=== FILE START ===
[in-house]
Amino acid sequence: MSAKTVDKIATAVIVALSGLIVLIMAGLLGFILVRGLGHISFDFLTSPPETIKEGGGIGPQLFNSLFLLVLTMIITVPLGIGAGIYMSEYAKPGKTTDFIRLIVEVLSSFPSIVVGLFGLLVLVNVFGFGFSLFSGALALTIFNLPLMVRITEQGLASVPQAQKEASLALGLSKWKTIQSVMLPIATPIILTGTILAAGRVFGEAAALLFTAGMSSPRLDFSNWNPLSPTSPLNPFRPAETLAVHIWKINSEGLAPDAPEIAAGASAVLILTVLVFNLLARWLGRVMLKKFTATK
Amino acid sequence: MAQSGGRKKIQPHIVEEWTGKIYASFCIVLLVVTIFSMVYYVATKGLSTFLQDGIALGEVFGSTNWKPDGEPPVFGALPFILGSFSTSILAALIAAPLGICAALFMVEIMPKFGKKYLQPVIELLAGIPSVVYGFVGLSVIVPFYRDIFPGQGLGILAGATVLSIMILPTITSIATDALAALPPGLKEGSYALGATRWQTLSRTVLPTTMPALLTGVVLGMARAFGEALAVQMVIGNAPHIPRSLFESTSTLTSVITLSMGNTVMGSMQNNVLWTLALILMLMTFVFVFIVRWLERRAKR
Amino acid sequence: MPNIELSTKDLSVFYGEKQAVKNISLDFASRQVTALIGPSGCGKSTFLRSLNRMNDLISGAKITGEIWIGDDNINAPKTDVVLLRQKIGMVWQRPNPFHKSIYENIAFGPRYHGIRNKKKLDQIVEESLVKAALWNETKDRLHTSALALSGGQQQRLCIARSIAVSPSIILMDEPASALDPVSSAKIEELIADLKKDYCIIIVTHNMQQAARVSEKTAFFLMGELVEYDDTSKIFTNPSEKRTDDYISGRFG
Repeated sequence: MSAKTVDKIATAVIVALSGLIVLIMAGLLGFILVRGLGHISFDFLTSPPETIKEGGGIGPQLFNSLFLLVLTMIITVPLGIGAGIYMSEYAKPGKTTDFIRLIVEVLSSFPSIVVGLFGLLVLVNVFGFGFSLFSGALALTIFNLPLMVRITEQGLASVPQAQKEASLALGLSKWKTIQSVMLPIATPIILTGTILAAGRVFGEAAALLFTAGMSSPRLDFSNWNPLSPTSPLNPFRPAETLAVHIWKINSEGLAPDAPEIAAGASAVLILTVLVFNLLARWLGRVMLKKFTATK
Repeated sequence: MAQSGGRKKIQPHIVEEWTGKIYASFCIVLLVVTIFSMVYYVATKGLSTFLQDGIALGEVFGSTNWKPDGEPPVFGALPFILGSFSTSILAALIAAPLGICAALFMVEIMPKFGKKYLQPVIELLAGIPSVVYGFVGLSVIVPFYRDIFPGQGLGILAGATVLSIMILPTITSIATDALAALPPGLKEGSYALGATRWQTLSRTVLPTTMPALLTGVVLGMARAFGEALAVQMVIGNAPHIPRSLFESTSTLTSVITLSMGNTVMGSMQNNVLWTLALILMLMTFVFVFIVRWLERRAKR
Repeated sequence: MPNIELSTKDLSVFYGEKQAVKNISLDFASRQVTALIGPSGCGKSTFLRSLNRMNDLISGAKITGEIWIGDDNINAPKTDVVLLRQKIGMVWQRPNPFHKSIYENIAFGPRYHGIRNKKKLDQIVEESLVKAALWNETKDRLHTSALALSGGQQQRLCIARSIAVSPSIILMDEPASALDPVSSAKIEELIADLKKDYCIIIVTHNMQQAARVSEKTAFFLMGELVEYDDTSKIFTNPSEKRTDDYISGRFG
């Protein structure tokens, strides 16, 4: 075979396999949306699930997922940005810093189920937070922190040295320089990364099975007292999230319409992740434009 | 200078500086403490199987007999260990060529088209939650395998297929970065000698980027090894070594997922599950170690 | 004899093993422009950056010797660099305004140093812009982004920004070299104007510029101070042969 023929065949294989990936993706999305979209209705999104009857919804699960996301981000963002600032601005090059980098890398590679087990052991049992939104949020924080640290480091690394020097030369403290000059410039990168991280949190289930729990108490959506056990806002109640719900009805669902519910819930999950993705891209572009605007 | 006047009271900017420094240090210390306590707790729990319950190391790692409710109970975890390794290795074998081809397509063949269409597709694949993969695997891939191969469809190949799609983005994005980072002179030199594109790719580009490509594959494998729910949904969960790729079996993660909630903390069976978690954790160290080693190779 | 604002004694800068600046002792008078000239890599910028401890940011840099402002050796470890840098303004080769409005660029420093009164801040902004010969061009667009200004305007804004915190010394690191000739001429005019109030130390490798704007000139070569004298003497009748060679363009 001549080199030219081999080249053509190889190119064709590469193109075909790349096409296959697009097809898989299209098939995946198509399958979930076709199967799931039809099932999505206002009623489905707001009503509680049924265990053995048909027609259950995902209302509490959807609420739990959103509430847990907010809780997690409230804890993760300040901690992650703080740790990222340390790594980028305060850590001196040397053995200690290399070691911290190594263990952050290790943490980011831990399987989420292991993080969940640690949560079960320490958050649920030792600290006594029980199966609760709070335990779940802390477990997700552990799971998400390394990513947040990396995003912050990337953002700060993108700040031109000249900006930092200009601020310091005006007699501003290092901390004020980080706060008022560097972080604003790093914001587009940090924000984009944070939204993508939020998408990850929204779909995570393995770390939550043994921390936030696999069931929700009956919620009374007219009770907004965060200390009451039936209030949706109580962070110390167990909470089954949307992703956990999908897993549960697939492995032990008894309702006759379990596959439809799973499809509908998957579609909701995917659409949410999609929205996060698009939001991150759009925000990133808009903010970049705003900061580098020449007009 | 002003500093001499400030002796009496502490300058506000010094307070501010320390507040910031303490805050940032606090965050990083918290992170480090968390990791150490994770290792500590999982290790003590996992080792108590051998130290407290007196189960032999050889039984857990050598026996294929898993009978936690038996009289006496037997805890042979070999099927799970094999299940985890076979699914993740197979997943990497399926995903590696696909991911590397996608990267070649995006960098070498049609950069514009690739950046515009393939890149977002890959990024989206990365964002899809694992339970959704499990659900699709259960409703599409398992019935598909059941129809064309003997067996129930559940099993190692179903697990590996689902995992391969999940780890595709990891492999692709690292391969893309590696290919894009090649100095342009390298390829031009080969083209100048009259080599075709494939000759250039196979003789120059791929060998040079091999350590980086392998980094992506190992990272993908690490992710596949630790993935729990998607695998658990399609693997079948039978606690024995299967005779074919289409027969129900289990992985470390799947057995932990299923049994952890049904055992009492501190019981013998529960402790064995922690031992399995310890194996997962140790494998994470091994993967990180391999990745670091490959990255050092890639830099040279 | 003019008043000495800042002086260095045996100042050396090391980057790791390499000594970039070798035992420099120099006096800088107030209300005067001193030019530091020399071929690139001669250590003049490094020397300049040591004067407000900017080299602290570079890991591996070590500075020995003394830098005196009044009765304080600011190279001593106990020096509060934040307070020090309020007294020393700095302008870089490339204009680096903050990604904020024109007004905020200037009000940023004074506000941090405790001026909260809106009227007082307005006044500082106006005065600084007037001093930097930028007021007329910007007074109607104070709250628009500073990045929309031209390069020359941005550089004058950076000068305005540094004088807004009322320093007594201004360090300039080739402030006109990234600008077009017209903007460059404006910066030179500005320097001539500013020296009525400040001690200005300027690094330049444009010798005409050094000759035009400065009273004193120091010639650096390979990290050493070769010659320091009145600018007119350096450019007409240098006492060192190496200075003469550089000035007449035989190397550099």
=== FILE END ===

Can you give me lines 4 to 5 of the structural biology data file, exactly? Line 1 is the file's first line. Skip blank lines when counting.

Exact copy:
Amino acid sequence: MPNIELSTKDLSVFYGEKQAVKNISLDFASRQVTALIGPSGCGKSTFLRSLNRMNDLISGAKITGEIWIGDDNINAPKTDVVLLRQKIGMVWQRPNPFHKSIYENIAFGPRYHGIRNKKKLDQIVEESLVKAALWNETKDRLHTSALALSGGQQQRLCIARSIAVSPSIILMDEPASALDPVSSAKIEELIADLKKDYCIIIVTHNMQQAARVSEKTAFFLMGELVEYDDTSKIFTNPSEKRTDDYISGRFG
Repeated sequence: MSAKTVDKIATAVIVALSGLIVLIMAGLLGFILVRGLGHISFDFLTSPPETIKEGGGIGPQLFNSLFLLVLTMIITVPLGIGAGIYMSEYAKPGKTTDFIRLIVEVLSSFPSIVVGLFGLLVLVNVFGFGFSLFSGALALTIFNLPLMVRITEQGLASVPQAQKEASLALGLSKWKTIQSVMLPIATPIILTGTILAAGRVFGEAAALLFTAGMSSPRLDFSNWNPLSPTSPLNPFRPAETLAVHIWKINSEGLAPDAPEIAAGASAVLILTVLVFNLLARWLGRVMLKKFTATK